Ingenious simplicity: How to operate an automatic watch
Essentially, an automatic movement is a mechanical watch that winds itself. Without having to manually turn the crown of the watch to charge the mainspring, an automatic watch uses the kinetic energy caused by the movement of the wearer to power the watch. To be exact, a weight, or rotor, swings freely as the watch moves with the wrist, winding the mainspring of the automatic model. Before the introduction of the free-floating rotor that virtually all automatic movements use nowadays, automatic watches had a “bumper” mechanism which used a pendulum-rotor that “bumped” between springs when the watch was moved. Modern automatic watches have a ball-bearing rotor that engages the mechanism once it swings, some only wind one way, whilst others are wound regardless of which direction the rotor swings. In both cases, with regular movement on the wrist, the watch is continuously supplied with power.
The temperature of the watch on your wrist is around 30°C, which is ideal for a watch to run smoothly and accurately. Thus you should not keep your watch on cold surfaces, such as glass. In general, shock, large variations in temperature, and magnetic fields should be avoided. The proper storage of a watch is important for the longevity of its intricate mechanics.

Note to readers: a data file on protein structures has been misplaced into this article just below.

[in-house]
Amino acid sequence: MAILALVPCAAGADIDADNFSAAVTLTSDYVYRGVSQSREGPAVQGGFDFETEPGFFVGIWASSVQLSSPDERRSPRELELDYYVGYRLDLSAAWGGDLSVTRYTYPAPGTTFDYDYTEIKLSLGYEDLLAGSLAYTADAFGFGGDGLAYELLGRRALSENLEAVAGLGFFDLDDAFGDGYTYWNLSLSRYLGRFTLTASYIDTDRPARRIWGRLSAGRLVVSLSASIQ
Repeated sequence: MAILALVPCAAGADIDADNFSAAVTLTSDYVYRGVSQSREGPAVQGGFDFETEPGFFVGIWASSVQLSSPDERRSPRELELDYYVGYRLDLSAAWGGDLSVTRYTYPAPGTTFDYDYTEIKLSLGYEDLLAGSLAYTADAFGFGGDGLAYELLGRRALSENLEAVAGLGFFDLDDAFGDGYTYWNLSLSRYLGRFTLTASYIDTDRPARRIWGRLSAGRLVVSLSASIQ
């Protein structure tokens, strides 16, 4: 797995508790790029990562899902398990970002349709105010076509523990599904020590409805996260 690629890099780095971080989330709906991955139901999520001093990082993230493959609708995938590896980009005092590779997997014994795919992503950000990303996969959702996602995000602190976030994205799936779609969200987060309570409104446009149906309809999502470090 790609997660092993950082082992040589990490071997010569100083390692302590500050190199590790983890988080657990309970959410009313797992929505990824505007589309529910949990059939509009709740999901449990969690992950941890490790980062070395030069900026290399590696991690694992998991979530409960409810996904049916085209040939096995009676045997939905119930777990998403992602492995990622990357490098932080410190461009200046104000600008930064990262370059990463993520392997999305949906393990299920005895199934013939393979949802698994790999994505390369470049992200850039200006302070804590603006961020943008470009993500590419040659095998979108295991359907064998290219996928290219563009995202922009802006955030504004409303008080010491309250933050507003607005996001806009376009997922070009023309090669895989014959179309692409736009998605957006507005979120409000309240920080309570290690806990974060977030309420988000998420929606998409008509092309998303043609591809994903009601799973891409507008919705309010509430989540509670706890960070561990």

Has your watch stopped running?
Day to day care of an automatic watch
Unlike hand-wound watches, automatic watches are charged by the movement of the wrist throughout the day. It should be noted, that even an automatic watch will need to be wound manually in some circumstances. For instance if the watch is not worn for an extended period and is therefore not wound, the power reserve may become depleted. In these cases, the simple kinetic force provided by moving the watch will not be sufficient to get it up and running again. To get it started, the watch should be fully wound by hand. In order to do this, the crown is rotated, usually clockwise, around twenty-five to thirty times.
In addition to winding, you will have to manually set the watch. If the watch has stood still for a while and is no longer running, you will have to set the correct time and, if applicable, the date. The crown will usually have to be pulled out from the zero position into its first position to set the date and into its second position to set the time. By turning the crown you will be able to set the date and time respectively.